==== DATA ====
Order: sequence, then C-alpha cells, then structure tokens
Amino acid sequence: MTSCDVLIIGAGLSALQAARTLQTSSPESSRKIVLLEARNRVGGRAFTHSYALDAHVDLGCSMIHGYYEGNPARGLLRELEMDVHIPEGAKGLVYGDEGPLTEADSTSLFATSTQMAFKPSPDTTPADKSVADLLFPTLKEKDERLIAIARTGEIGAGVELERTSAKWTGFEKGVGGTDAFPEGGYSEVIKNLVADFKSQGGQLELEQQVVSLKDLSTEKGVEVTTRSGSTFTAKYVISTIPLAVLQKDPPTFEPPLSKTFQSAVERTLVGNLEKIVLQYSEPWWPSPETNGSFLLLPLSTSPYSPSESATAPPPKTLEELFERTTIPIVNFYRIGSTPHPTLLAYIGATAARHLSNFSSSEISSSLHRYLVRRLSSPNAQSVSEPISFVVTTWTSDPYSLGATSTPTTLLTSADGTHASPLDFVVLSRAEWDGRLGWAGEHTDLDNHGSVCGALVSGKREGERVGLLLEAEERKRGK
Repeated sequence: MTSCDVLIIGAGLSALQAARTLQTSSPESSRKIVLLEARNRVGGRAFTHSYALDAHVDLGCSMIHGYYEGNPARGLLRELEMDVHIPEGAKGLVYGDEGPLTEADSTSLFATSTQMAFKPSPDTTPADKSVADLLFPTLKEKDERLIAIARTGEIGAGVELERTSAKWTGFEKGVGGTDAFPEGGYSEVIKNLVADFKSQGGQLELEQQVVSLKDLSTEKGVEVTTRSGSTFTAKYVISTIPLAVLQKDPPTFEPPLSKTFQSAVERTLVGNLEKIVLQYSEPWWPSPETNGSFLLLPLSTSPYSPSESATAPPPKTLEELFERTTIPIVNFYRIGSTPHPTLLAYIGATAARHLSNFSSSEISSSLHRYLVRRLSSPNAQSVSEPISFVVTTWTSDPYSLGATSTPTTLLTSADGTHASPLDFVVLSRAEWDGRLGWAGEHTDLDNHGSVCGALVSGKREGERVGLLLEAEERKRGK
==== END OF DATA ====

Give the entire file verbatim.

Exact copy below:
Order: sequence, then C-alpha cells, then structure tokens
Amino acid sequence: MTSCDVLIIGAGLSALQAARTLQTSSPESSRKIVLLEARNRVGGRAFTHSYALDAHVDLGCSMIHGYYEGNPARGLLRELEMDVHIPEGAKGLVYGDEGPLTEADSTSLFATSTQMAFKPSPDTTPADKSVADLLFPTLKEKDERLIAIARTGEIGAGVELERTSAKWTGFEKGVGGTDAFPEGGYSEVIKNLVADFKSQGGQLELEQQVVSLKDLSTEKGVEVTTRSGSTFTAKYVISTIPLAVLQKDPPTFEPPLSKTFQSAVERTLVGNLEKIVLQYSEPWWPSPETNGSFLLLPLSTSPYSPSESATAPPPKTLEELFERTTIPIVNFYRIGSTPHPTLLAYIGATAARHLSNFSSSEISSSLHRYLVRRLSSPNAQSVSEPISFVVTTWTSDPYSLGATSTPTTLLTSADGTHASPLDFVVLSRAEWDGRLGWAGEHTDLDNHGSVCGALVSGKREGERVGLLLEAEERKRGK
Repeated sequence: MTSCDVLIIGAGLSALQAARTLQTSSPESSRKIVLLEARNRVGGRAFTHSYALDAHVDLGCSMIHGYYEGNPARGLLRELEMDVHIPEGAKGLVYGDEGPLTEADSTSLFATSTQMAFKPSPDTTPADKSVADLLFPTLKEKDERLIAIARTGEIGAGVELERTSAKWTGFEKGVGGTDAFPEGGYSEVIKNLVADFKSQGGQLELEQQVVSLKDLSTEKGVEVTTRSGSTFTAKYVISTIPLAVLQKDPPTFEPPLSKTFQSAVERTLVGNLEKIVLQYSEPWWPSPETNGSFLLLPLSTSPYSPSESATAPPPKTLEELFERTTIPIVNFYRIGSTPHPTLLAYIGATAARHLSNFSSSEISSSLHRYLVRRLSSPNAQSVSEPISFVVTTWTSDPYSLGATSTPTTLLTSADGTHASPLDFVVLSRAEWDGRLGWAGEHTDLDNHGSVCGALVSGKREGERVGLLLEAEERKRGK